We have examined experimentally and theoretically the resonance frequency of a lead zirconate titanate ~PZT!/brass unimorph disk transducer with a water ~ice! layer on the brass surface. We showed that the flexural resonance frequency decreased with the presence of a water layer and the decrease in resonance frequency increased with an increasing water amount. Upon lowering the temperature, the freezing transition of the deposited water layer was detected when the resonance frequency of the transducer increased abruptly at the freezing temperature. In contrast to water, an ice layer increased the resonance frequency and the increase in the resonance frequency increased with the ice layer thickness. Theoretically, an analytic expression for the flexural resonance frequency of a unimorph transducer in the presence of an ice ~water! layer on the brass surface was obtained in terms of the Young’s moduli, densities, and thickness of the PZT, brass, and ice ~water layers. The theoretical predictions were shown to agree with the experimental results.
An alumina ceramic 12.5x12.5x5.0 mm microreactor was constructed using a modified stereolithography process. The design was based on a ‘‘Swiss roll’’ concept of double spiral-shaped channels to facilitate a high level of heat transfer between the reactants and combustion products and wall surface contact of the flow through the microreactor body. Self-sustained combustion of hydrogen and air mixtures was demonstrated over a wide range of fuel/air mixtures and flow rates for equivalence ratios from 0.2 to 1.0 and chemical energy inputs from 2 to 16 W. Depositing platinum on gamma alumina on the internal walls enabled catalytic ignition at or near room temperature and self-sustained operation at temperatures to 300 C. Catalyst degradation was observed at higher operating temperatures and reignition capabilities were lost. However, sustained operation could be obtained at wall temperatures in excess of 300 C, apparently stabilized by a combination of surface and gas-phase reaction phenomena. A global energy balance model was developed to analyze overall reactor performance characteristics. The reactor design and operating temperature range have potential applications as a heat source for thermoelectric and pyroelectric power generation at small scales compatible with microelectromechanical systems applications.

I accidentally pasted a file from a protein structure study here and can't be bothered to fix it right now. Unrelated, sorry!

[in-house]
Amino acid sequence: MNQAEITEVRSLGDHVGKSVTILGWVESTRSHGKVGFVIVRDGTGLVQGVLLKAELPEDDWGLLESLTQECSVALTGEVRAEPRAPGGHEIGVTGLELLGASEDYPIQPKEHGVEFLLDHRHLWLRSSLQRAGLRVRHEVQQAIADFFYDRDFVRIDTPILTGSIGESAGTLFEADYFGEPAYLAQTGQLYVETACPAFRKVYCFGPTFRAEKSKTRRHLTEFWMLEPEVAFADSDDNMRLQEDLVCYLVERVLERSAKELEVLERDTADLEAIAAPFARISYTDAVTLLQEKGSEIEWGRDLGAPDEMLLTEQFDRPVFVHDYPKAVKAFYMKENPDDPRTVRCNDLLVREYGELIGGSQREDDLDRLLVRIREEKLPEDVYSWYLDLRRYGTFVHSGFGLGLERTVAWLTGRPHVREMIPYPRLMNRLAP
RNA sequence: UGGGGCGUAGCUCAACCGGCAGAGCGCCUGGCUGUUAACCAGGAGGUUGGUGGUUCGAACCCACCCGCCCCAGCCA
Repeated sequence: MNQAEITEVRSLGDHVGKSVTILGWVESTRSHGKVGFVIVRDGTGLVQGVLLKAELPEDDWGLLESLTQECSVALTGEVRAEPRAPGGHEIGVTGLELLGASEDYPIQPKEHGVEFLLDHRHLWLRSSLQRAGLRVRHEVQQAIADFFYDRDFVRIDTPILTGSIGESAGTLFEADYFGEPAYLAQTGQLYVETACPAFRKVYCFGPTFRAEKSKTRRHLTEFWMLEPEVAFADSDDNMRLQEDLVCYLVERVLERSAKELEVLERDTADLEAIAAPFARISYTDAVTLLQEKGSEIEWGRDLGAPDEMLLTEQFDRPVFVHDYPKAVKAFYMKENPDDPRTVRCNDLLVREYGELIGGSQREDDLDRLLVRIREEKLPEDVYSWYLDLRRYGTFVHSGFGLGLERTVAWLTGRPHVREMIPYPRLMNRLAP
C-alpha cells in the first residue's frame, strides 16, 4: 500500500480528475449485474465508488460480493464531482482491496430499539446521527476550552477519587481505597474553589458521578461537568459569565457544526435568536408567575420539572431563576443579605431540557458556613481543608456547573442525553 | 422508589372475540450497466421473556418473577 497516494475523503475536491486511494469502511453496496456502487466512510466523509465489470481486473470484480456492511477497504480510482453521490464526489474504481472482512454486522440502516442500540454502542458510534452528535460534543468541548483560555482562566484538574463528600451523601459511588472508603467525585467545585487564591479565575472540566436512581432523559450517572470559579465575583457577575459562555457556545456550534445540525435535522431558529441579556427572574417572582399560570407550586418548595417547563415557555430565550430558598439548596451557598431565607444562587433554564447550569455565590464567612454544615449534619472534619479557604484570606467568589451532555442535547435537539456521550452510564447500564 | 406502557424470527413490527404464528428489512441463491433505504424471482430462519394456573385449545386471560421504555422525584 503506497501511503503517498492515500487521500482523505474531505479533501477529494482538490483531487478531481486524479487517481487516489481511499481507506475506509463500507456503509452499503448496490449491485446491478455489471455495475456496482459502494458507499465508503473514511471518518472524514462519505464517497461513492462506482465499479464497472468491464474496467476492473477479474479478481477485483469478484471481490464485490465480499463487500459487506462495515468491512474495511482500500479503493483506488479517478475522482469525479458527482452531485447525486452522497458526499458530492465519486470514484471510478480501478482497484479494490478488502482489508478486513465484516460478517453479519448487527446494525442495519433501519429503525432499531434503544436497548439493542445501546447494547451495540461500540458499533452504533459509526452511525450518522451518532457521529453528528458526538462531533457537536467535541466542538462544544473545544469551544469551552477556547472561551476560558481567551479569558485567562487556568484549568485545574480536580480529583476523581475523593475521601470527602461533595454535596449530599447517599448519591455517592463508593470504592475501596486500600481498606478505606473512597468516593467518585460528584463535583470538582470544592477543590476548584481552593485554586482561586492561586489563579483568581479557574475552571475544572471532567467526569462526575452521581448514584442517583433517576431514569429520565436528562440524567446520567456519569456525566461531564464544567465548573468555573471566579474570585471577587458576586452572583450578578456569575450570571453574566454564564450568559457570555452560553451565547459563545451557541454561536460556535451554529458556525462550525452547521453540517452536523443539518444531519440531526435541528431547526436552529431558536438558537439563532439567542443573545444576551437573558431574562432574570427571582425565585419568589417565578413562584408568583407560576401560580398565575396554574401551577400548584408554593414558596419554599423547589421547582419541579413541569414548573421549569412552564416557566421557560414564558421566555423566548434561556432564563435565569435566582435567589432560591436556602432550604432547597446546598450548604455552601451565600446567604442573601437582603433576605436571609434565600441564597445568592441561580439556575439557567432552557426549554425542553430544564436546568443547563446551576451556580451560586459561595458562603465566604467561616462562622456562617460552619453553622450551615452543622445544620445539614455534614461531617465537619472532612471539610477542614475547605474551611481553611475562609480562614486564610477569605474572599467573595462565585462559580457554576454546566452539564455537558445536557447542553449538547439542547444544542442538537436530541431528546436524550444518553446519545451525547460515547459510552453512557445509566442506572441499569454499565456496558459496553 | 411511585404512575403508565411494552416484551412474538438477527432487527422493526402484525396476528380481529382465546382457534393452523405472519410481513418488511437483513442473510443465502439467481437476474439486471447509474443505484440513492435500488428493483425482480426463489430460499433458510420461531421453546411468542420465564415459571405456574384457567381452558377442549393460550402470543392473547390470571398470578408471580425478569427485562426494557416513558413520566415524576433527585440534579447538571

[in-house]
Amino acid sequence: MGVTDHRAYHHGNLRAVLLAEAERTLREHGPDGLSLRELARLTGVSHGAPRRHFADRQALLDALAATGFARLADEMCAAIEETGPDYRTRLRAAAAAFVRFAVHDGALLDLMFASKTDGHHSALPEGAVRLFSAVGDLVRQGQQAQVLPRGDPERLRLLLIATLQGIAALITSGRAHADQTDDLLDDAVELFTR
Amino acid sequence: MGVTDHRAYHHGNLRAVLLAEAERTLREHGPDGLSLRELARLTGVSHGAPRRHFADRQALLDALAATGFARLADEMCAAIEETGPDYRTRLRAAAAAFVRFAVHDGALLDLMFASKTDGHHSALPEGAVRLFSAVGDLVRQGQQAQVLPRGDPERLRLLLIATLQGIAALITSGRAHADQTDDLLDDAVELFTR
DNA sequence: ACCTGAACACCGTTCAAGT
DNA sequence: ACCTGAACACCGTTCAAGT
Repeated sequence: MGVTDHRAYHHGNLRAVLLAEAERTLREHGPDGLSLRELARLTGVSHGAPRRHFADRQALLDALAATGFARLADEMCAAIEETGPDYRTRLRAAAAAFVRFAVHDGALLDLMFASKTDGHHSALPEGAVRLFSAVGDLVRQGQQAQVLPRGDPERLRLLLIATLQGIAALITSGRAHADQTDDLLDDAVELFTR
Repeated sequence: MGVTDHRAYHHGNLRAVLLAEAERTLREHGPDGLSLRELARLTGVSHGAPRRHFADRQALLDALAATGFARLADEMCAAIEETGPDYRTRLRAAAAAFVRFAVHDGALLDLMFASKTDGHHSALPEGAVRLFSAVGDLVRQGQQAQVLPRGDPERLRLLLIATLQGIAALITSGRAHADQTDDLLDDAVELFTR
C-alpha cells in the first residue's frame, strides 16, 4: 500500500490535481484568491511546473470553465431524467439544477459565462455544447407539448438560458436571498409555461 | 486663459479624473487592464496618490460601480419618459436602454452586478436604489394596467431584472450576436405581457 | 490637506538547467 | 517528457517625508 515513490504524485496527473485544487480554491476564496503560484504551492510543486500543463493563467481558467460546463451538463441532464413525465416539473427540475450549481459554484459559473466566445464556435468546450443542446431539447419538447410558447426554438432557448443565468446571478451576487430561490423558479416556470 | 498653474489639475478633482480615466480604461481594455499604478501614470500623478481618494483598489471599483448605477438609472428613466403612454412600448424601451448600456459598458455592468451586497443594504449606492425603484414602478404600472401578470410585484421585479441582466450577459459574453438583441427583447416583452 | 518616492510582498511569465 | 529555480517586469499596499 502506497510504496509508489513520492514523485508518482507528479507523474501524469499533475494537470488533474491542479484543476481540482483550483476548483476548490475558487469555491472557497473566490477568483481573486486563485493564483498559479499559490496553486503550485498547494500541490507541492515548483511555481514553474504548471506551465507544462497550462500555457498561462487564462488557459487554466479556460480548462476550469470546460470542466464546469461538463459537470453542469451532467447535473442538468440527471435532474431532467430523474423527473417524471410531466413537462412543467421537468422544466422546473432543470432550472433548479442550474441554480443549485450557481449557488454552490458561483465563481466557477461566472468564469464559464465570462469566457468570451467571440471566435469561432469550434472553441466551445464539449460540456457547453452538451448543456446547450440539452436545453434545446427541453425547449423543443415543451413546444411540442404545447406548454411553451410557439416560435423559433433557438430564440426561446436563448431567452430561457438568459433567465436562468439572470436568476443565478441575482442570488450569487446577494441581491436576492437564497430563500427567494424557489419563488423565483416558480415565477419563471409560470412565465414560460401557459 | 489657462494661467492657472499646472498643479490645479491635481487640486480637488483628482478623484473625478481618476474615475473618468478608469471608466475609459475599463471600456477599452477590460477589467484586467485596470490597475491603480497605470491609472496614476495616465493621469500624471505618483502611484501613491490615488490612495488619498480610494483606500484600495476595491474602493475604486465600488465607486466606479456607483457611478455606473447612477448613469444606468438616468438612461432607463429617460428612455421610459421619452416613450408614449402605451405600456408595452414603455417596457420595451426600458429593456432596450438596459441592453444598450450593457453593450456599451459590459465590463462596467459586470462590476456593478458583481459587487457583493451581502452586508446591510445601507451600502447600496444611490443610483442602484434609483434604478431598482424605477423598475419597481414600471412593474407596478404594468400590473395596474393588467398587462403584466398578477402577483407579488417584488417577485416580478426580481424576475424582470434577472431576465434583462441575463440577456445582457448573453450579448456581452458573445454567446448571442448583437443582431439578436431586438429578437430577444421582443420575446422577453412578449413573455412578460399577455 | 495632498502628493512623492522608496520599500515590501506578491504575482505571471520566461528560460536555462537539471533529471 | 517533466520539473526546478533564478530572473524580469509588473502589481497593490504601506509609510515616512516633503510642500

The effect of a transverse tensile stress on the electric-fieldinduced 90°-domain reorientation in tetragonal lead zirconate titanate (PZT) near the morphotropic phase boundary was investigated in situ using X-ray diffraction (XRD). The XRD intensity ratio, I(002)/I(200), which represents the ratio of the volume of the c-domains to that of the a-domains on the PZT surface, was examined as a function of the electric field at various stress levels. It was found that a transverse tensile stress changes the electric-field dependence of I(002)/I(200), especially at higher electric fields. Without a transverse tensile stress, I(002)/I(200) began to saturate at E 800 kV/m. With a transverse tensile stress of 75 MPa, I(002)/I(200) increased with an upward curvature with the electric field, indicating that the transverse tensile stress enhanced the field-induced 90°- domain reorientation, and increased the effective piezoelectric coefficients at larger electric fields. At E 900 kV/m, the estimated d31,domain changed from 200 1012 V/m at zero stress, to 350 1012 V/m at 75 MPa.
A number of biological materials owe their unusual structural characteristics and mechanical properties to long-range order induced by the lamination of â-sheet proteins between layers of inorganic mineral.1 In such composites, both the protein layer and the mineral layer adopt structures different from those they assume in isolation. Interactions between such layers and the ordered structures that result from these interactions enable nature to produce biomaterials that are simultaneously hard, strong, and tough.